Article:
Mark Rober, the ultra famous YouTuber scientist, used our Matrix Bullet Time rig, as an example of the real Matrix rig with a screen shot of our Matrix recreation (at 28 seconds in on our video player above)… of course because ours looks better than the original Time Slice rig 🙂
Mark creates a 21 camera GoPro rig, to capture sharks in a frozen moment whilst in a feeding frenzy… I think this is one job we are pleased we didnt help with! All the cameras are positioned around a bar with what looks like counterbalance/floats on either end. We cant see any control devices to activate the GoPro cameras, so I can only assume they were set to record video and then the frames were taken out later on and stitched together.
One effect you can see is the twixter effect, where it gives the parallax problem. As the camera pans around you can see like a blur/stretch effect, thats where they have tried to smooth out the footage by creating more frames. This is rarely done well, and is good for a play bit of fun on YouTube, but not on a production Bullet Time job.
This is because as the foreground uncovers the background, the software that creates the new frame has no idea what is about to pop out, so it sort of blurs and stretches the foreground. You can see this if you watch Marks hand at 43 seconds on our video above, also where their hands overlap on the same frames. You can also see this on the sharks nose at 1min 36 secs and 2mins 05 secs around the sharks fins. This is why we use so many cameras, the more you pack them much closer together the smoother the transition is, with no interpolation software like Twixter needed.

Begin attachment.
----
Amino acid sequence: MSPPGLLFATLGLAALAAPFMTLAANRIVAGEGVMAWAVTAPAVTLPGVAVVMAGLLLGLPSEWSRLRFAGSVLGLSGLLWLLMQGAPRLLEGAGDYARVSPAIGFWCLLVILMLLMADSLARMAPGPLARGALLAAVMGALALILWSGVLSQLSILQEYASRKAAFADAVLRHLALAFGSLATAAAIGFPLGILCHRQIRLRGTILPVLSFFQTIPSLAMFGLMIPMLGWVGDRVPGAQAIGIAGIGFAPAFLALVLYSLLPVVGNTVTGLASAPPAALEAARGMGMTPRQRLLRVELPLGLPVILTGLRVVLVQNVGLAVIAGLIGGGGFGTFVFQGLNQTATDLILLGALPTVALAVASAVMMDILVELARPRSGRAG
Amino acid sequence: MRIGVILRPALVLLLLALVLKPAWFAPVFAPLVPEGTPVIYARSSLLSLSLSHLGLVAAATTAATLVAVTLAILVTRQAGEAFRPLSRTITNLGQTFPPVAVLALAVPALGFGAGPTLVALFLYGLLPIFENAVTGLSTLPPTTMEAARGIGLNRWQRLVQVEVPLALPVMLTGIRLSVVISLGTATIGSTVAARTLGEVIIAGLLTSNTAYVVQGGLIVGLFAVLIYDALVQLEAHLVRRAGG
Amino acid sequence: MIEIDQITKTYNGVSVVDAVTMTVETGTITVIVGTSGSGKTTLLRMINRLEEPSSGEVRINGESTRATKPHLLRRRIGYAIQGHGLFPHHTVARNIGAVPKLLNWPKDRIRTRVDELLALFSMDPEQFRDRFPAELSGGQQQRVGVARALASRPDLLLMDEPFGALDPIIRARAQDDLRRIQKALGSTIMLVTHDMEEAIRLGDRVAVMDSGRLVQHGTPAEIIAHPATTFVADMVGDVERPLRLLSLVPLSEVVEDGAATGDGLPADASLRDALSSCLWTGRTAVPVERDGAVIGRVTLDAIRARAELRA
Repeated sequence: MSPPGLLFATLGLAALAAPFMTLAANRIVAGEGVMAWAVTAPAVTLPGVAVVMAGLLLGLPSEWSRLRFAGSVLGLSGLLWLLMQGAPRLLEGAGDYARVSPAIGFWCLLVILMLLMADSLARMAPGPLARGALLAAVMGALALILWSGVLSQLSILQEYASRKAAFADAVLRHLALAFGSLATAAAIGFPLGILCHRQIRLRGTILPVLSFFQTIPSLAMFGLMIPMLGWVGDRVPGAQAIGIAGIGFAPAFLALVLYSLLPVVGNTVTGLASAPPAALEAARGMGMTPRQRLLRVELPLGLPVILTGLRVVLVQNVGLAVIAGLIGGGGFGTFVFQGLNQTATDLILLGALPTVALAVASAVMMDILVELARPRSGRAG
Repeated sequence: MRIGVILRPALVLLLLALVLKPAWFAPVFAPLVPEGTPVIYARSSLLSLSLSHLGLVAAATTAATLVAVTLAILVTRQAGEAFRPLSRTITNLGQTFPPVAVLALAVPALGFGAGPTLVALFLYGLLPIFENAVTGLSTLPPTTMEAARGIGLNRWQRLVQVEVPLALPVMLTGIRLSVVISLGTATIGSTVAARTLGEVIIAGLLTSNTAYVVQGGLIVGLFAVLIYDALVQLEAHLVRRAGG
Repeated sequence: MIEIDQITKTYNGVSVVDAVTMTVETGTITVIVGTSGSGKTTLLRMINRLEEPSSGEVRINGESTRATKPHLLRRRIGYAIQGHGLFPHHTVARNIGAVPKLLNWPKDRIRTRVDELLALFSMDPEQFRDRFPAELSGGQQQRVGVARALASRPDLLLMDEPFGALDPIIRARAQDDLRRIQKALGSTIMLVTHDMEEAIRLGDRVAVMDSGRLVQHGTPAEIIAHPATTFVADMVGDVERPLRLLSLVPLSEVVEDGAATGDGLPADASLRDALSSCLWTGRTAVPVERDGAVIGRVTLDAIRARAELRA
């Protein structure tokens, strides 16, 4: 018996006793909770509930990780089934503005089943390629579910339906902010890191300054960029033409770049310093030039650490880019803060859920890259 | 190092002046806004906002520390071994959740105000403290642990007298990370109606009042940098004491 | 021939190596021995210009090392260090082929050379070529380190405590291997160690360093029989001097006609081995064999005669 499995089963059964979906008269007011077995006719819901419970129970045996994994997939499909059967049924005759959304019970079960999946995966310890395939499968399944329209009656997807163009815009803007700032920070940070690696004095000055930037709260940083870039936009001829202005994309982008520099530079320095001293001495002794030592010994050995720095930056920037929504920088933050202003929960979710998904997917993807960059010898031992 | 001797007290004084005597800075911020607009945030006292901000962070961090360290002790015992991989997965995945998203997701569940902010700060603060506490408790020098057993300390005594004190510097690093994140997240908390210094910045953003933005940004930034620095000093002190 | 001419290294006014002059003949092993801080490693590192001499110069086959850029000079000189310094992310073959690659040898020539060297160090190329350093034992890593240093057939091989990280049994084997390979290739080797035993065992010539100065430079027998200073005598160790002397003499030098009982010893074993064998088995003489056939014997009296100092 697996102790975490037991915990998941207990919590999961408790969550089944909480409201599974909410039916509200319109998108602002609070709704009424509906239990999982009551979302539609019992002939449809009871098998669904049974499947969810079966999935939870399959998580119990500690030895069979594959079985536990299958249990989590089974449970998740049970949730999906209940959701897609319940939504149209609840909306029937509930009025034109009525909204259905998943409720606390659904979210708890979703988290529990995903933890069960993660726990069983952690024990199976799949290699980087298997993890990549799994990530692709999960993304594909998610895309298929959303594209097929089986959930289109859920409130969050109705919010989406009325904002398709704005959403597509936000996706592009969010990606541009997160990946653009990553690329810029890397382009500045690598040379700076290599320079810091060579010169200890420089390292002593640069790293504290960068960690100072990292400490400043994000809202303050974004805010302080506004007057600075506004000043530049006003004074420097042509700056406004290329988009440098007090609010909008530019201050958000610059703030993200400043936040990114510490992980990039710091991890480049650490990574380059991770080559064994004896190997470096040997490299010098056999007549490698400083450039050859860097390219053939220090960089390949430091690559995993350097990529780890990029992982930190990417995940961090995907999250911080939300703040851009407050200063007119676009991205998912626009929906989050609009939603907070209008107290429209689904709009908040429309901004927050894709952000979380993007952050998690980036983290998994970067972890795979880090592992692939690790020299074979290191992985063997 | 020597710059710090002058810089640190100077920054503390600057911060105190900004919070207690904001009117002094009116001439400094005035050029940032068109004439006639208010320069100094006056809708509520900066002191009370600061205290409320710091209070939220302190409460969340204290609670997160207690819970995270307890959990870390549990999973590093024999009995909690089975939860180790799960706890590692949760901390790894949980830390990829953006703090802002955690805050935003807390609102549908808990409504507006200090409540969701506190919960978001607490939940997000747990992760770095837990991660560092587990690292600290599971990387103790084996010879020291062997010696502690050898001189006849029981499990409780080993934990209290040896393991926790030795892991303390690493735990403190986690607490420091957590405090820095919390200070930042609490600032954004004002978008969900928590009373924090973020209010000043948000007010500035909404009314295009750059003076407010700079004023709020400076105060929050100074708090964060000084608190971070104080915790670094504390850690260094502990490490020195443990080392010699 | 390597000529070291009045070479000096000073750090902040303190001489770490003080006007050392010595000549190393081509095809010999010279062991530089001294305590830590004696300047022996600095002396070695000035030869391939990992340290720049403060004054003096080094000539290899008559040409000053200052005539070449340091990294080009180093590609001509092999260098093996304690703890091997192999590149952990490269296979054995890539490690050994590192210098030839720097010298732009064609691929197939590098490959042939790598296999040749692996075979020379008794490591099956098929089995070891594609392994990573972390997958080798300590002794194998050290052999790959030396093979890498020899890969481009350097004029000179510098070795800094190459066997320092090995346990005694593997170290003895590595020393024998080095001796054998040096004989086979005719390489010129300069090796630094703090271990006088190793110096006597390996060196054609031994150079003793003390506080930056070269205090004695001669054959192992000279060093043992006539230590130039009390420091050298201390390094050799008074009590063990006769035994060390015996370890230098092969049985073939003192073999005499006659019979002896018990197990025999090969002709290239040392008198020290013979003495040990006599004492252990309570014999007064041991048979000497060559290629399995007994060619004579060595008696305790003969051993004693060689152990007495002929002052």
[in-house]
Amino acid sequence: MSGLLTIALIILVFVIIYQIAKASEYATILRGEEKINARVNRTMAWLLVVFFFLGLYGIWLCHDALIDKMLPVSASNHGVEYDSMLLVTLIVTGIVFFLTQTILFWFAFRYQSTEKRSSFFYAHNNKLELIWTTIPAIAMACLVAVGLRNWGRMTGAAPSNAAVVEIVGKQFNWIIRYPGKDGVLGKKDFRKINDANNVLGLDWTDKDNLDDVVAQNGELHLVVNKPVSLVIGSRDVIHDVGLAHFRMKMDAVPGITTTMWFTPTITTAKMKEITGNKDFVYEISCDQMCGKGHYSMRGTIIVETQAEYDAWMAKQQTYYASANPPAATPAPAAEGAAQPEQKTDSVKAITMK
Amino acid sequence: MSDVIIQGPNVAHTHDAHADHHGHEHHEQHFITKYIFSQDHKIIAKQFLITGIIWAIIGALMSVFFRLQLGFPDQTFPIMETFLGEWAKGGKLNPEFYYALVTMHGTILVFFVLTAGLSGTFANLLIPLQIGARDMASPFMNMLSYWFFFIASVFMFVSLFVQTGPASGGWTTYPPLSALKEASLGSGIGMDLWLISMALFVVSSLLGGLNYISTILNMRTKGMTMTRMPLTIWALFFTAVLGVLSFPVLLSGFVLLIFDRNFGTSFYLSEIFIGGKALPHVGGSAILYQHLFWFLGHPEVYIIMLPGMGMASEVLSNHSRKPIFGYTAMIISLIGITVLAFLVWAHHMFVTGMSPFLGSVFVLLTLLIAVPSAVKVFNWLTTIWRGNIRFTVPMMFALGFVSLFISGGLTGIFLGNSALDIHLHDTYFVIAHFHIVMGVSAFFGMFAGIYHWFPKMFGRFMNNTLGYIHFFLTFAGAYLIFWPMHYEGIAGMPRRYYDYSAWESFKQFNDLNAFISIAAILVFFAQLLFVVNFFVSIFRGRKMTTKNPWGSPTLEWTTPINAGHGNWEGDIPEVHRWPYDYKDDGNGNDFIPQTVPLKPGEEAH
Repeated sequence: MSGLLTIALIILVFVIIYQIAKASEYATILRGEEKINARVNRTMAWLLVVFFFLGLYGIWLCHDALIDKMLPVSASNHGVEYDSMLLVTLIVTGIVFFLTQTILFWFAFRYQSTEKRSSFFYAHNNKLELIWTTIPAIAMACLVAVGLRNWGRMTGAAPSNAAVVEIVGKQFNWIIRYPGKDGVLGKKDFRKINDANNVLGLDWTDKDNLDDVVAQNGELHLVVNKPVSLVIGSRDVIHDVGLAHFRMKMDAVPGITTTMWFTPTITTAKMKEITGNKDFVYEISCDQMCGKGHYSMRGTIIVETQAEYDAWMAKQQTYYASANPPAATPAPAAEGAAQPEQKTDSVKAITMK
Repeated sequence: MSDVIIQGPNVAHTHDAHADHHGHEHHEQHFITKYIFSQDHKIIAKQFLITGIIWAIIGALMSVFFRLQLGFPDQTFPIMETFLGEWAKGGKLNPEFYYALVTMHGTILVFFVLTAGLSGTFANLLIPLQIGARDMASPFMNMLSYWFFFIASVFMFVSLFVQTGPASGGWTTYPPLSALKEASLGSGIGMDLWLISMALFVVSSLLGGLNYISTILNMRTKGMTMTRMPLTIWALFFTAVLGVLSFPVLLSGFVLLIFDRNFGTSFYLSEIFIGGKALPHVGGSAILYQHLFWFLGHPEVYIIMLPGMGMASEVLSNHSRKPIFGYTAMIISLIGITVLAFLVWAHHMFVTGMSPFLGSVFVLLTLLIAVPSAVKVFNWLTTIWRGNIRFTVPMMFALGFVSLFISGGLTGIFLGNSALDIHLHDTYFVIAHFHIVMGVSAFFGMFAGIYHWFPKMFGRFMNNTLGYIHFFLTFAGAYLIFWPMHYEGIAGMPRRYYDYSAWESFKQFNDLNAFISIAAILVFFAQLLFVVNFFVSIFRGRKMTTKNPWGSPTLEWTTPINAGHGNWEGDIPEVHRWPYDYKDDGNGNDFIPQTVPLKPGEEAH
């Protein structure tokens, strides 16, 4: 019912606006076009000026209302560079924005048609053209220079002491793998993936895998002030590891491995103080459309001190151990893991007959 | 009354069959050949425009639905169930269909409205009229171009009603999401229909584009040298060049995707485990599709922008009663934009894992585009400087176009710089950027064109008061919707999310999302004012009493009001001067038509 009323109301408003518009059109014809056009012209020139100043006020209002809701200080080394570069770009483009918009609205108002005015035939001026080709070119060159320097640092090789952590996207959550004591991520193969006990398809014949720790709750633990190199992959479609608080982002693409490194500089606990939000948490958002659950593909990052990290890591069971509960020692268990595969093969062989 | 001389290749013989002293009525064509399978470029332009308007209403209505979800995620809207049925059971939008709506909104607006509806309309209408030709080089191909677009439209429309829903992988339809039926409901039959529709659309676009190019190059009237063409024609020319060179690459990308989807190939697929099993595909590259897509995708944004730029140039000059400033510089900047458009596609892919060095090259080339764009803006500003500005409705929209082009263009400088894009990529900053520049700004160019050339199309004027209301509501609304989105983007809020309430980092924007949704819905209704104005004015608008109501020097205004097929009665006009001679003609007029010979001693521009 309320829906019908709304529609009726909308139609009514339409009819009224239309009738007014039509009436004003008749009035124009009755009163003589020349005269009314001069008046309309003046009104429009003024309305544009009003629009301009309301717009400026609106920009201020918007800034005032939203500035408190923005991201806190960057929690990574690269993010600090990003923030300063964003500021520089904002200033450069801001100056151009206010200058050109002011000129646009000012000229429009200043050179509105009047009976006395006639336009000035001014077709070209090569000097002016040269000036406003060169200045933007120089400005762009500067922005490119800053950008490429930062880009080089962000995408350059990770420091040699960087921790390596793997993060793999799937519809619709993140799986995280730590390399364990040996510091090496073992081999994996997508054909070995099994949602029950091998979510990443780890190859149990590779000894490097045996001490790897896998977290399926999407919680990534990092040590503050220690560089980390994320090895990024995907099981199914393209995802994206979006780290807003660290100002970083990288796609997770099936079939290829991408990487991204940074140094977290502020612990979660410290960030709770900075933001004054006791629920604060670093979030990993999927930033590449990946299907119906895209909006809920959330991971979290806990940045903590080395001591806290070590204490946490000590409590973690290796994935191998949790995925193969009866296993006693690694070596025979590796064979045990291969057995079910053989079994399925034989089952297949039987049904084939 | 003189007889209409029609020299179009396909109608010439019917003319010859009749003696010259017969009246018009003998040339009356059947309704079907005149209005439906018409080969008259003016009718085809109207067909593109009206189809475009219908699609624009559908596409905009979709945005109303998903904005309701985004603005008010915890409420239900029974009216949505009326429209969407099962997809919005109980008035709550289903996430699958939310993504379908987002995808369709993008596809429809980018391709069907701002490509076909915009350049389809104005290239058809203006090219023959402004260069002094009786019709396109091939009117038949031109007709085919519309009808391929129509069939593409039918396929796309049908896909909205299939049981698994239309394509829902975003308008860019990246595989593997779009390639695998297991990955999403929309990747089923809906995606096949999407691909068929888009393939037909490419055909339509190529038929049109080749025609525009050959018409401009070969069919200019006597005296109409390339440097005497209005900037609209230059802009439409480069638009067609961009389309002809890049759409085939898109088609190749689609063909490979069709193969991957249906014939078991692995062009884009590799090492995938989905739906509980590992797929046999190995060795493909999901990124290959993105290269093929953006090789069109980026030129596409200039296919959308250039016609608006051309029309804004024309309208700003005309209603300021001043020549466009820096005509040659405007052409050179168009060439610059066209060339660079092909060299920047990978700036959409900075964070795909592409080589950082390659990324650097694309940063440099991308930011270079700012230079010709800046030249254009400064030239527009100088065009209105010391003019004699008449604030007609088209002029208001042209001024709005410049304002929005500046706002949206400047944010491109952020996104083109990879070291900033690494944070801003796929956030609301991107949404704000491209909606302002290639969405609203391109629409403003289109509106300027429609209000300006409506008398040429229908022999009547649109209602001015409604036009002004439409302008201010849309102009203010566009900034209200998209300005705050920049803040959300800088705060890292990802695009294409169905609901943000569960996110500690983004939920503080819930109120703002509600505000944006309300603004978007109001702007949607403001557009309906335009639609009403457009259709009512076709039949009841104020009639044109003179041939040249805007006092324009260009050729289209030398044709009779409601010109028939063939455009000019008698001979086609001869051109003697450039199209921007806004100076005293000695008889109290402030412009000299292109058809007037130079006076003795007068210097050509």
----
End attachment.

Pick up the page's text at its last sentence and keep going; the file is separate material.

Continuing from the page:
Also these frames will align up ok as the movement is slow around those particular chosen shots. If they used a faster moving shark shot, you would see the time differences between each camera, making the people or sharks to be in a slightly different place per frame. An object moving at 30mph moves 13mm per millisecond. There is 42ms between each frame at 24fps. So the object could be quarter of a meter in the wrong place if the frame is out by half a frame. This is why you rarely see or use video cameras for bullet time shots, its almost impossible to sync the frames up, for the accuracy needed… even with gen locking the cameras.
But this is really impressive work, and huge amounts of post work must have been done for this… and we wouldn’t want to be swimming about those sharks with all that fish soup in there either!
Below is our bullet time rig that he shows on his video. You can see how we made it and the TV show it was on below.